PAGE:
And so Cyphers betrayal becomes more than a betrayal of friends and family. It is a betrayal to all the crew of the Nebuchadnezzar stand for, a betrayal of enlightenment, a betrayal of Truth. He betrays his responsibility to others when he chooses Samsara, the illusion, over Nirvana. Even worse, he becomes an agent of Samsara by destroying the agents of Nirvana. We never free a mind once its reached a certain age, explains Morpheus earlier. Its dangerous, and the mind has trouble letting go (The Matrix). Dharma is the nature of releasing attachments. It is as important to release the positive as the negative to prevent suffering, because denial and fear of losing the positive is the greatest cause of suffering. Cypher has never released attachments and remains trapped in the phenomenal world. Although Cypher knows Dharma, he is unable to follow it.
Accepting the responsibility laid upon him by enlightenment, Neo returns to save Morpheus, and with him Zion and the hopes of humanity. This is the choice that the Oracle revealed he would have to make.
Neo returns, against the advice of the others, because he believes in himself. Here is where he begins to separate from the others. The others do not believe in themselves, but in Morpheus. They believe in Morpheus because he believes in something greater. Now Trinity transfers her faith in Morpheus to Neo because she sees him believe in something greater also. Morpheus is able to go further than the others because he believes in something greater (the One), but that belief will not take him as far as the belief in oneself to which Neo is opening himself.
Most movie critics seemed to enjoy the action sequences and visual effects of The Matrix in and of themselves, but in isolation from the rest of the movie: Sure, weve all seen it all before; the slow-mo, and the bad guys that have no aim, the bullet shells hitting the floor. But, its never been done this well (Kong, Hard Boiled Movies). Those who sought for meaning beyond the action looked for good and evil, and seemed to be disappointed by the apparent lack of answers. What they failed to see is that the rescue of Morpheus is Neos systematic surpassing of the layers of the construct of the Matrix.
The first layer is the impossibility of getting into the secure military building. Neo and Trinity walk right in the front door and defeat security almost before it can react. Only a quick call for help gets out. The guards dont even believe it is something that can happen. The second layer is the military assault squad. Neo and Trinity avoid getting shot and beat them with their own weapons, but Neo and Trinity are still using the tools of the construct. The Agents are the next step. Using the tools of the construct, Neo is unable to hit the Agent. Now Neo takes the first blatant step beyond the others, ignoring the limits of speed to dodge the Agents bullets, gaining enough time for Trinity to shoot the distracted Agent. What is important to Neo is not how fast he moved but that he didnt move fast enough. However, he is still limited by the illusion of physical self limitation. The next step on the path is the helicopter. Neo transcends these physical limitations when he saves Trinity by hanging onto a line connected to the helicopter as it crashes, and then her as she falls out. Logically he would have been pulled over the edge both times.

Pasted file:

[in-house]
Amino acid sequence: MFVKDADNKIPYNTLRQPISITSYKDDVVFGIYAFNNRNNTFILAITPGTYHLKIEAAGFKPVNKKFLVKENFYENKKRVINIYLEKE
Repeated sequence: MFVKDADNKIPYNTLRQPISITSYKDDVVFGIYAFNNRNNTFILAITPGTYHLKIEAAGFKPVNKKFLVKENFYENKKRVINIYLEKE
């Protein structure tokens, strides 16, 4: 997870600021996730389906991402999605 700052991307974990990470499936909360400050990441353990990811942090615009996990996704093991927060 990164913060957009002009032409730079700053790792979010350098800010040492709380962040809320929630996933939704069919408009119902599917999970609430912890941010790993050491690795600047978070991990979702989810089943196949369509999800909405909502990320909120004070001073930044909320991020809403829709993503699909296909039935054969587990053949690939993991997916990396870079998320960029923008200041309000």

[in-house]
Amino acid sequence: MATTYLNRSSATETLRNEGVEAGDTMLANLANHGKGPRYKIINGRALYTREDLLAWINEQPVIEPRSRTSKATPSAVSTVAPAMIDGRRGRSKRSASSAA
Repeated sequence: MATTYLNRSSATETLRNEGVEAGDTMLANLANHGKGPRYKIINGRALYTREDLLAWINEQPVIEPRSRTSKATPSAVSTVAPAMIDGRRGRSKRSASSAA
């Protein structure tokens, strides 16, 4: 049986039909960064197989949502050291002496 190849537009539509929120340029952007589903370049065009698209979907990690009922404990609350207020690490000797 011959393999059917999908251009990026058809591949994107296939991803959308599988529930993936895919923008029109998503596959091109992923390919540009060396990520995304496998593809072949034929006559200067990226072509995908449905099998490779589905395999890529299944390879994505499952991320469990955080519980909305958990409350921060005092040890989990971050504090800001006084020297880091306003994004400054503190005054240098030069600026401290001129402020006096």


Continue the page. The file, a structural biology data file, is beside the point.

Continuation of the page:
Neos limitations are now far beyond human belief. He has bent the rules into pretzels but he has yet to break them. Neo has travelled the path far beyond the others when he faces Agent Smith, and Trinity can no longer stay with him. He must travel this part of the path alone. Alone Neo faces Agent Smith. Their abilities are now equal in all but one respect. The Agents are immortal within the construct. If their body dies, they take a new one. Neo cannot. Although Neo finally defeats Agent Smith, the Agent continues in a new form. The chase begins as Neo learns the rules work for the Agents, so defeating them within the rules is meaningless.
Neos lesson now is to truly learn that it is the mind which makes it real: life and death are in the mind and nowhere else (The Tibetan Book of Living and Dying, 46). When Neo is shot in the Matrix, his mind believes this should kill him so he dies. When all else is gone, love remains. Because Trinity has accepted her own destiny to love a dead man who would turn out to be the One, she will not accept his death. She calls to Neo from outside the Matrix. In doing so Trinity gives him the connection to reality that he needs. Trinity is in reality, the Matrix is an illusion. The bullet does not exist so it could not have killed him. It was Neos mind that decided he was dead, not the illusionary physics of the Matrix. Realizing this, his mind makes him alive once more, and Neo finally transcends fully and breaks the illusionary rules of the Matrix.
This kind of seeing [enlightenment] will give rise to a tranquil feeling of dispassion towards the world (A Collection of Dhamma Talks, 27). Neo has become a full bodhisattva. Samsara cannot touch him. To demonstrate that it cant, he stops the bullets in midair. He continues by showing the Agents cant touch him either, when Agent Smith attacks him. The Agents find out that they are not indestructible when Neo gives Agent Smith what he wants by freeing him into oblivion. Having transcended the limitations of Samsara on himself, Neo takes up his responsibility. Where Roger Ebert sees a cliched titanic fist-fight between the designated representatives of good and evil (Ebert, Chicago Sun-Times), Buddhism does not see Samsara as evil. It just is, and the way to transcend Samsara is through Dharma. At the end of the movie, Neo sets about freeing others by bringing them Dharma, even suggesting the AIs can be free as well. He does this by flying, going beyond the jump program. Neos mind no longer has any limitations, not even gravity. Ebert dismisses this Buddha-revelation as All we get is an enigmatic voice-over exhortation at the movies end (Ebert, Chicago Sun-Times).
The Matrix may not be as profound as it aspires to be, and it doesnt explore the characters enough to connect them to our hearts (Caro, Chicago Tribune). Caro is trying to find profoundness in Samsara. The Matrix is the story of Neos journey down the road of Dharma to transcendence of a bodhisattva.
A Collection of Zen Koans. 2000. <www.cybernet.net/~rpmille...y/zen.htm>